- In what continues to be NF's morbid fascination with brutal, genocidal regimes (which, admittedly doesn't augur well for his state of mind in the long run), here is another brick in the wall.Just when you finished the three blood soaked volumes of The Gulag Archipelago, thought you knew all about the Soviet horror show (starring the Gardener of Human Happiness, Stalin himself) and began to act blasé, you come across yet another forgotten gem that teaches you the virtues of humility. See for instance the article Comrade Stalin's Secret Prison at Open Democracy (Russia section) and shudder all over again at the 'torture dacha' Sukhanovskaya (apparently there were 52 different kinds of tortures perfected there) - not hidden away in some half forgotten Siberian tundra but perched atop a Moscow suburb! Many legendary people passed through its gates (the bloodthirsty Yezhov met his end there himself!) though hardly any are left to wax nostalgic about their wonder years there. Here are some cherry-picked gems from the fantastic piece:
- Executed prisoners’ ashes were usually either used as potash fertiliser, thrown into the sewers or dumped on a city waste tip.
- Some prisoners who were classified as not only ‘enemies of the people’ but also ‘personal enemies of Stalin’ were beaten up one last time before their death. “Before he’s off to the other world – smash his face in!” He [Beria] loved visiting Sukhanovka and had his own office there, with a personal lift to take him down to the cellars to take part in interrogations.’
- (According to the historian Lidia Golovkova) Which regime does Lidia Golovkova think was worse: Stalin’s or Hitler’s? ‘I think they learned from each other. For example, the special prison trucks that were used to transport prisoners, where the exhaust pipes were turned inwards and the occupants died of carbon monoxide poisoning on their way to the crematorium – those were invented by the Soviet Cheka. The Nazis were just perfecting the technology when they installed gas chambers in the death camps.’
Just the way Tarkovsky learned from Bergman - right?
- NF's old friend and animator-in-chief Somnath Pal is discussed in the supremely cool Kyoorius design mag! (Hat-tip: Bejin Hakumei.) Also featured are his stunning artworks and formidable skills in name-dropping that would warm the cockles of Nirmal-fuckin'-Verma's heart. Do read the entire piece here: Somnath Pal: Freezing Stories into Frames.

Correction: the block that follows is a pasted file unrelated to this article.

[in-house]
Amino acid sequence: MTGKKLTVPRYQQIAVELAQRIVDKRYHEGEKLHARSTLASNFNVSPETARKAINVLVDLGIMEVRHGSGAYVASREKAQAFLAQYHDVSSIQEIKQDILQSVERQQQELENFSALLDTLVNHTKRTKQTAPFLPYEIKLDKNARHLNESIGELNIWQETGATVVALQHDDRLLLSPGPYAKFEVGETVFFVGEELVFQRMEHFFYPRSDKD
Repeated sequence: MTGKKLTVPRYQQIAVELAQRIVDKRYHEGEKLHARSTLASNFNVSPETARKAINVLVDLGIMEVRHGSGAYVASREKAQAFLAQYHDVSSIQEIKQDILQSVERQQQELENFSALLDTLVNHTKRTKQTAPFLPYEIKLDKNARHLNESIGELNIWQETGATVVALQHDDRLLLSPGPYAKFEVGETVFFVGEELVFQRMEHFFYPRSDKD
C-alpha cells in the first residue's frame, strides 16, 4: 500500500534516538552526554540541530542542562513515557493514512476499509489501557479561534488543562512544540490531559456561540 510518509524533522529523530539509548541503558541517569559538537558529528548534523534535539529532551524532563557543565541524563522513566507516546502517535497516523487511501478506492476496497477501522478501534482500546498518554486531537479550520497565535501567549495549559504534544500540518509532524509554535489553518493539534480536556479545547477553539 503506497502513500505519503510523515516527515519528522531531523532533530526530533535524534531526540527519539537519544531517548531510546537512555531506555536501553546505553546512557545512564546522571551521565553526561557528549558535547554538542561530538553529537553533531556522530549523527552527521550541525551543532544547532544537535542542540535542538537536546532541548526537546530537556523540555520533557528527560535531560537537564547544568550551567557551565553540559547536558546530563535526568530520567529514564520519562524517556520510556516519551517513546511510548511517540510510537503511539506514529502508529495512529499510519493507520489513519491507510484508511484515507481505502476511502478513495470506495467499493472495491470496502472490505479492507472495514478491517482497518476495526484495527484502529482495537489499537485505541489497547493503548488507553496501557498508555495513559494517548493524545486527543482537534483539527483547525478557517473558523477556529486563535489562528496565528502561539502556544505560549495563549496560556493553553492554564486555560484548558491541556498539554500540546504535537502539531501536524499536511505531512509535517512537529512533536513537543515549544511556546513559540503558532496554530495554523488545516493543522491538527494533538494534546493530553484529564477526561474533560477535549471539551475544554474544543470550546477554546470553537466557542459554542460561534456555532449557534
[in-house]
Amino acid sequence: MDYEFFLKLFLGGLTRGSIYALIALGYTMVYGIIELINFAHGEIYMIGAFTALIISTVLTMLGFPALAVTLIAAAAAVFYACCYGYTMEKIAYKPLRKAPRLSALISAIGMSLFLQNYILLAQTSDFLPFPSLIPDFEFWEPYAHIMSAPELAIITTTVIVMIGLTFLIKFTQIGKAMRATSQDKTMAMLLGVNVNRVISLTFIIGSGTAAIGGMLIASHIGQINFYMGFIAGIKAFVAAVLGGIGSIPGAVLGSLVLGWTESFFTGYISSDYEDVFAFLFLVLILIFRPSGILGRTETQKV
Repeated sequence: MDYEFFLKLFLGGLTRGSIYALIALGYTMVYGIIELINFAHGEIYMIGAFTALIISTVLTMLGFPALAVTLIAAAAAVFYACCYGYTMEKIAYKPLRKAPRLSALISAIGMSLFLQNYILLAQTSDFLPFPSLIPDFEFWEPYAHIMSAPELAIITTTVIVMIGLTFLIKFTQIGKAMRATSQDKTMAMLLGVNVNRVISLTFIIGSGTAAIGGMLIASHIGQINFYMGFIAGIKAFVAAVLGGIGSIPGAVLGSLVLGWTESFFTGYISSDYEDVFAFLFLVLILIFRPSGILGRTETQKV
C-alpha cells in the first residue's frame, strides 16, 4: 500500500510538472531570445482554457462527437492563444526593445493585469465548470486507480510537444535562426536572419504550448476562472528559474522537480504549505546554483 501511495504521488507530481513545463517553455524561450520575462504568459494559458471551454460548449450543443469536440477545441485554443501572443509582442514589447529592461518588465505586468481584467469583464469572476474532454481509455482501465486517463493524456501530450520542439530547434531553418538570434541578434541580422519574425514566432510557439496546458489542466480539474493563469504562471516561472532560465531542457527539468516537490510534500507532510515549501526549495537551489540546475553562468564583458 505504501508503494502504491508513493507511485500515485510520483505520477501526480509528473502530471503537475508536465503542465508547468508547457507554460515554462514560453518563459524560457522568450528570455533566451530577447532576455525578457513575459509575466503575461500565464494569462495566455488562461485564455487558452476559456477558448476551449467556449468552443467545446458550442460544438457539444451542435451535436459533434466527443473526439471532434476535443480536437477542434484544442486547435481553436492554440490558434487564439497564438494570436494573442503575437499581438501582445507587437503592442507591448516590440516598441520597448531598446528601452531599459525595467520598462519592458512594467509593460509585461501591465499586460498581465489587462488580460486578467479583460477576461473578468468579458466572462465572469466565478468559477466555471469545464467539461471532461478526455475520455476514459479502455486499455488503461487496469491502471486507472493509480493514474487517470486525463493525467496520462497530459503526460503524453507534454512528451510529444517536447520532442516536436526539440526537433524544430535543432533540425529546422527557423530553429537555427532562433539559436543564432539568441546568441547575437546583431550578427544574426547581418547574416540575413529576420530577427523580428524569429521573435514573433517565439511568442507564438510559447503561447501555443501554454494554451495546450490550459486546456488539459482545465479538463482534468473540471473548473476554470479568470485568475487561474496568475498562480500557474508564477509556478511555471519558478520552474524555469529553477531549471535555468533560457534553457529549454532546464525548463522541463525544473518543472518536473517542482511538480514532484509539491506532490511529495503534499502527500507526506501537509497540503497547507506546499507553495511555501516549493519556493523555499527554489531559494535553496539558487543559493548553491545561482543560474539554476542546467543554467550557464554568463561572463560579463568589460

- Courtesy, The Believer magazine, here is an excellent example of long form journalism (something that's now being revived in India by the incredibly awesome The Caravan magazine) about Ramanujan - his lost notebook, his batshit crazy genius and obnoxious habit of writing down pithy answers to seemingly never-to-be-asked-in-the-near-future questions (though in his defence, they were composed under divine duress). Overall, a very well written piece, though alarmingly radioactive levels of exotica make their appearance, especially when the writer goes to SASTRA and Erode, Ramanujan's birthplace. Here is the piece in full: Encounter With the Infinite.
- The ever-excellent Scroll.in continues to produce astounding reportage. Here they opine on the finest five Hindi books of 2014 - an idiosyncratic, somewhat middle-of-the-road non avant garde based list which also features the veteran hardboiled writer Surender Mohan Pathak's latest!NF's salivating already!
- While NF has been a fan in general of Anurag Kashyap and his brand of Hindie filmmaking, his output, admittedly has been a little uneven, especially when it comes to his inability to tie together brilliant sequences of scenes into a coherent, cohesive, narrative whole (this problem is at its most vexing in Gulaal). In general, NF would quibble sometimes with his self indulgent, 'style over substance' filmmaking when in one of his bad moods.Ugly however, is ironically enough, a breath of fresh air! It gets everything right - the style is just right and the script oozes substance - tight, indie filmmaking at its best. Do watch it and be amazed at how radically modern Hindi cinema has emerged from its populist trappings.